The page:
The Gospel of John: Living Water.

“A woman from Samaria came to draw water. Jesus said to her, “Give me a drink.” (For his disciples had gone away into the city to buy food.) The Samaritan woman said to him, “How is it that you, a Jew, ask for a drink from me, a woman of Samaria?” (For Jews have no dealings with Samaritans.) Jesus answered her, “If you knew the gift of God, and who it is that is saying to you, ‘Give me a drink,’ you would have asked him, and he would have given you living water.” (John 4:7-10).

One of the truths which John 4 brings to light is that Jesus, as a human, experienced fatigue and thirst. John 4:6 says, “Jacob’s well was there; so Jesus, wearied as he was from his journey, was sitting beside the well. It was about the sixth hour.

It is Noon. It is presumably hot and sunny. Jesus is sitting beside the well by Himself. The area where what is known as Jacob’s Well is a desert and arid region. Jesus has nothing with which to draw water from the well. His humanity is also in view in that His disciples had gone to Sychar in order to buy food.

John Calvin explains, “And Jesus, fatigued by the journey. He did not pretend weariness, but was actually fatigued; for in order that he might be better prepared for the exercise of sympathy and compassion towards us, He took upon Him our weaknesses, as the Apostle shows that ‘we have not a high priest who cannot be touched with the feeling of our infirmities,’(Hebrews 4:15).”

Then along comes a woman from Sychar. Notice again that it is the Noon hour. Perhaps the hottest time of the day. The sun is at its peak. Yet this woman comes to the well to draw water at this time. She also comes alone. Normally, the women would draw water in the morning, or in the evening, in the cool of the oncoming or concluding portion of the day. It would also be a social gathering for them. Yet, this woman is alone. Why? At this point in the narrative, we are left to wonder but you get the sense that she is an outcast. John 4:16-18 will verify this speculation that her community had rejected her.

One commentator explains, “This helps explain why she was so surprised when Jesus asked her for a drink, for she was an immoral woman, and one would not ordinarily converse with a known immoral person in that culture. Furthermore, He had no bucket with which to draw water, so He would have had to drink from hers, but Jews and Samaritans did not ordinarily share the same vessels for food and drink (vv. 8–9, 11). But Jesus did not press her on her reluctance to serve Him water; rather, He took the opportunity to teach her something about Himself.”

Dr. John MacArthur explains, “For a Jewish man to speak to a woman in public—let alone to ask from her, a Samaritan, a drink—was a definite breach of rigid social custom as well as a marked departure from the social animosity that existed between the two groups. Further, a “rabbi” and religious leader did not hold conversations with women of ill repute (v. 18).

However, Jesus and the woman still had something in common. They were physically thirsty and needing water. Yet she was in need of something more. The phrase “living water” has a definitive Old Testament meaning regarding the identity of God. Jesus uses it figuratively to identify Himself as God.

Jeremiah 2:13 says, for my people have committed two evils: they have forsaken me, the fountain of living waters, and hewed out cisterns for themselves, broken cisterns that can hold no water.”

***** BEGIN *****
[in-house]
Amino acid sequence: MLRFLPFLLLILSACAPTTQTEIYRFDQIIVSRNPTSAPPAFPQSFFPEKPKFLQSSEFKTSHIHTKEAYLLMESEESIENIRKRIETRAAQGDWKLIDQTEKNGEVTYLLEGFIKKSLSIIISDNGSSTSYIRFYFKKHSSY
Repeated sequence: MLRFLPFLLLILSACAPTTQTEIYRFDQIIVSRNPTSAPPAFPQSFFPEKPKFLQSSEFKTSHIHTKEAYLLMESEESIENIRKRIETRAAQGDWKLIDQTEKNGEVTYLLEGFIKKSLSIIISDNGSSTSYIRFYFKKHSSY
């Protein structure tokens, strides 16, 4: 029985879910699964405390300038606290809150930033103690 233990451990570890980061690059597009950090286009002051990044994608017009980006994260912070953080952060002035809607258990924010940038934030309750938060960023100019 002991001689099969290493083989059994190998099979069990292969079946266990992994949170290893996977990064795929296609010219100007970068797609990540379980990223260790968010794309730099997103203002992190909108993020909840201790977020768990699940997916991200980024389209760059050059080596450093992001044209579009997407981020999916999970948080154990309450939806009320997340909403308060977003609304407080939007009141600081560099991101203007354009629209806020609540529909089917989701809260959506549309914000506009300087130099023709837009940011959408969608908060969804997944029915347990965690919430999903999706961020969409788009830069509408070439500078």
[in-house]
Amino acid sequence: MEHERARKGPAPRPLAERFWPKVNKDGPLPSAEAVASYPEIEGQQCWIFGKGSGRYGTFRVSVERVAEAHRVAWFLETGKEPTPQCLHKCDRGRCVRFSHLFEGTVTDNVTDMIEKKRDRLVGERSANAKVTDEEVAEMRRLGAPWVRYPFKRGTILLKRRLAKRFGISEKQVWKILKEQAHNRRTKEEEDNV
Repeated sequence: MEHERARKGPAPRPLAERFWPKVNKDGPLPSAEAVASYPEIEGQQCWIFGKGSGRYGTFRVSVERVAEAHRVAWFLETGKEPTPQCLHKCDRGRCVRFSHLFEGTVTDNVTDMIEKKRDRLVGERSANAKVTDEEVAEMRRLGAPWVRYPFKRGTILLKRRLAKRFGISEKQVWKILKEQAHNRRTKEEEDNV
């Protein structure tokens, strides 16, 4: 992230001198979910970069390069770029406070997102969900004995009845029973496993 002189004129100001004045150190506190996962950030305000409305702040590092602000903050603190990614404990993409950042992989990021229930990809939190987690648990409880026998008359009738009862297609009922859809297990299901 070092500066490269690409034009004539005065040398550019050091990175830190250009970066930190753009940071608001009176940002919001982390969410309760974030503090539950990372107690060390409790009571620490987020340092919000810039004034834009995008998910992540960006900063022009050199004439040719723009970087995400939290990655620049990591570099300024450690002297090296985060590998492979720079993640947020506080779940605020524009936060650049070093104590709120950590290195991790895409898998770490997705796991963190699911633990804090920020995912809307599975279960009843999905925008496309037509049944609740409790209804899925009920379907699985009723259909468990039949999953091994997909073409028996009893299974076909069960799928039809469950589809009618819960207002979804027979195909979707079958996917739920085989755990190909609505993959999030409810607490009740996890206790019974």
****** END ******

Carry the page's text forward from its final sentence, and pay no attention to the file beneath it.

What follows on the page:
Zechariah 14:7-8 says, “And there shall be a unique day, which is known to the LORD, neither day nor night, but at evening time there shall be light. On that day living waters shall flow out from Jerusalem, half of them to the eastern sea and half of them to the western sea. It shall continue in summer as in winter.”

The Old Testament describes God as being likened to “living waters.” This is synonymous with the source of life in a desert region. Water was a source of refreshment and sustenance. What was true in the physical sense in relationship to one’s life in Palestine pictures truth in a spiritual sense in relationship to one’s life with God.

Dr. MacArthur states, “The OT is the background for this term, which has important metaphorical significance. In Jeremiah 2:13, Yahweh decries the disobedient Jews for rejecting him, the “fountain of living waters.” The OT prophets looked forward to a time when “living waters will flow out of Jerusalem” (Ezekiel 47:9Zechariah 14:8). The OT metaphor spoke of the knowledge of God and his grace, which provides cleansing, spiritual life, and the transforming power of the Holy Spirit (cf. Isaiah 1:16–18; 12:3; 44:3Ezekiel 36:25–27). John applies these themes to Jesus Christ as the living water, which is symbolic of eternal life mediated by the Holy Spirit from him (cf. John 4:14; 6:35; 7:37–39). Jesus used the woman’s need for physical water to sustain life in this arid region in order to serve as an object lesson for her need for spiritual transformation.”

Dr. R.C. Sproul writes, “The water of life Jesus provides meets not just a need of the moment but a need for all eternity. If we trust anyone else for spiritual life, we will continue to thirst. But if we come to Him alone for salvation, we will be satisfied now and forever. Let us seek the only living water and its only Provider—Jesus Christ our Lord.”

Have you personally received Jesus Christ, the living water? Only He can truly satisfy the thirst within your soul. Receive Him today and never be thirsty again.

Soli deo Gloria!

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